Helena
    Tongue in cheek.
     
  10. Noel F.Jones

    Noel F.Jones Guest

    "I have never seen any record of just how many Boat trains came down from Waterloo that day. There were usually several."

    In the days of the 'Queens' first class (ocean travel) habitually came down last. The hoi polloi had to get up earlier on sailing day. Presumably this obtained in 1912 also.

    Noel
     
  11. Cara Ginter

    Cara Ginter Member

    Helena, I believe such details would be needed for the satisfaction of the writer - Adam, knowing that things are correct.
     
  12. Hello I am not sure exactly where I should post this but I was wondering is: What decks did all the passengers(first, second, and third(steerage)) embark on when they boarded the Titanic at Southampton, England on April 10, 1912; Cherbourg, France on April 10, 1912; and Queenstown, Ireland on April 11, 1912? If you can answer these questions, please e-mail me at manleytetterton1@yahoo.com. Thanks
     
  13. erik

    erik Member

    Hi,
    Not sure if anyone is still active on this site, but I am in the middle of writing a series of novels, the first of which is to be set on the Titanic. Trying to compile as complete a file as I can on the Titanic (I even took a trip to Ireland last year - aside from it being my first ever holiday outside Australia, I used it as a research trip too - visiting Cobh - former Queenstown south of Cork - and the Titanic museum in Belfast - in fact anywhere in Ireland associated with Titanic in some way - including a few Belfast pubs which were popular haunts for the men who built her) and so far I have a pretty large cache of files of research into Titanic. Got a s**tload of books on the subject as well - so its a serious thing for me - but nowhere can I find how long the train would have taken from London Waterloo to Southampton Terminus. Its a minor detail which I have covered over by having the character take the train to Southampton the night before and stay in accomodation at the Platform Tavern and boarding the next day instead. But its a detail I'm curious about regardless. The times are an important thing in this particular story as I try to fit this character's actions in amidst the events of the voyage, keeping accurate to what time certain things happened.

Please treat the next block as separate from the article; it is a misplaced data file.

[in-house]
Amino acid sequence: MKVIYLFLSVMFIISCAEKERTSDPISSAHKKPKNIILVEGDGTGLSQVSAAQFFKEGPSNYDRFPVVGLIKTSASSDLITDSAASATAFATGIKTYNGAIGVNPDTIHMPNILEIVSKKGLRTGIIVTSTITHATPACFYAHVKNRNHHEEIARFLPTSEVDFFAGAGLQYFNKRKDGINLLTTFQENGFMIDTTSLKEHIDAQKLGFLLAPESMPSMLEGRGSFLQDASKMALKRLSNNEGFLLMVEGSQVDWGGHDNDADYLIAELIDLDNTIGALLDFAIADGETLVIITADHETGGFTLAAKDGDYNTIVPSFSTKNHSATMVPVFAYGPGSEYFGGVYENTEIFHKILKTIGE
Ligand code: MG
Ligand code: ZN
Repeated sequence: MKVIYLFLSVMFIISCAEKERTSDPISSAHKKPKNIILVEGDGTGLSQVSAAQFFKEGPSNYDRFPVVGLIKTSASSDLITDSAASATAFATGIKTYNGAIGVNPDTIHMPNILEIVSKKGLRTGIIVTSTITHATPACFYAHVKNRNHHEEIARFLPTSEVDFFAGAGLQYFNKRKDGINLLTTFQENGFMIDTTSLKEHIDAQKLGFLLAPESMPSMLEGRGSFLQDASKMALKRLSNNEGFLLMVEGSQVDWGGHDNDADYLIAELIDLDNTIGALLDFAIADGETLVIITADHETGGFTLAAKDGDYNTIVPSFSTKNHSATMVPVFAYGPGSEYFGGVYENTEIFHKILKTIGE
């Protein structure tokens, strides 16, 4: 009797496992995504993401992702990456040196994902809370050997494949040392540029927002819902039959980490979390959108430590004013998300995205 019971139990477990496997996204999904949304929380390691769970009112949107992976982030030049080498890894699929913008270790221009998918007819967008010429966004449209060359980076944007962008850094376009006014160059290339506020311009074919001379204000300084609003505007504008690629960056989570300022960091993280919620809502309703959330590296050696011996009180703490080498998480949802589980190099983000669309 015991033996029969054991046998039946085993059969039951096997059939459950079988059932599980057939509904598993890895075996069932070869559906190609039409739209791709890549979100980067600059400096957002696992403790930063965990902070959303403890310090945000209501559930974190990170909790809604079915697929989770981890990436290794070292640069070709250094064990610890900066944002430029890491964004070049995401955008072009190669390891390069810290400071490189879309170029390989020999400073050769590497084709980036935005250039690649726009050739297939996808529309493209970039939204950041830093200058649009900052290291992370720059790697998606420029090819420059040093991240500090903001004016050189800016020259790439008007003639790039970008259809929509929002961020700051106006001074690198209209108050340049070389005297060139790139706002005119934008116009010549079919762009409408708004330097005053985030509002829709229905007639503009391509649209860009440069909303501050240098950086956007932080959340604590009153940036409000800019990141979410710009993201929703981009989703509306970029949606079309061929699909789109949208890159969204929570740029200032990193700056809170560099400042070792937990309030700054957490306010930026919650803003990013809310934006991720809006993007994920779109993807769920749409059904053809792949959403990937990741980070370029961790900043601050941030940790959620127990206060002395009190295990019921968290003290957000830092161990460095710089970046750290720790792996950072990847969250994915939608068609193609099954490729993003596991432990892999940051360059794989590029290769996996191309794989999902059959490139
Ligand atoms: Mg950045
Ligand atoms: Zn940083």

Any help would be greatly appreciated, please email me on etreptow88@gmail.com if anyone has the desired info. I do know the train these days takes about 1 hr 20 minutes from London but I'm accounting for the fact it were steam trains back then

    Cheers
     
  14. Rob Lawes

    Rob Lawes Member

    The railway station at Southampton Terminus and the line to London was operated by the London and South Western Railway Company. The only thing I have been able to find on line regarding train times is a catalogue of train time tables held at the Brunel University Library in Uxbridge. (link below)

    https://www.brunel.ac.uk/__data/ass...ogue-of-railway-timetables-and-appendices.pdf

    You could try and find the contact details for the library and find out if they have online versions of those timetables or if there is any way they could scan you a 1911 copy (which at least should show the regular, time table trains from London Waterloo to Southampton).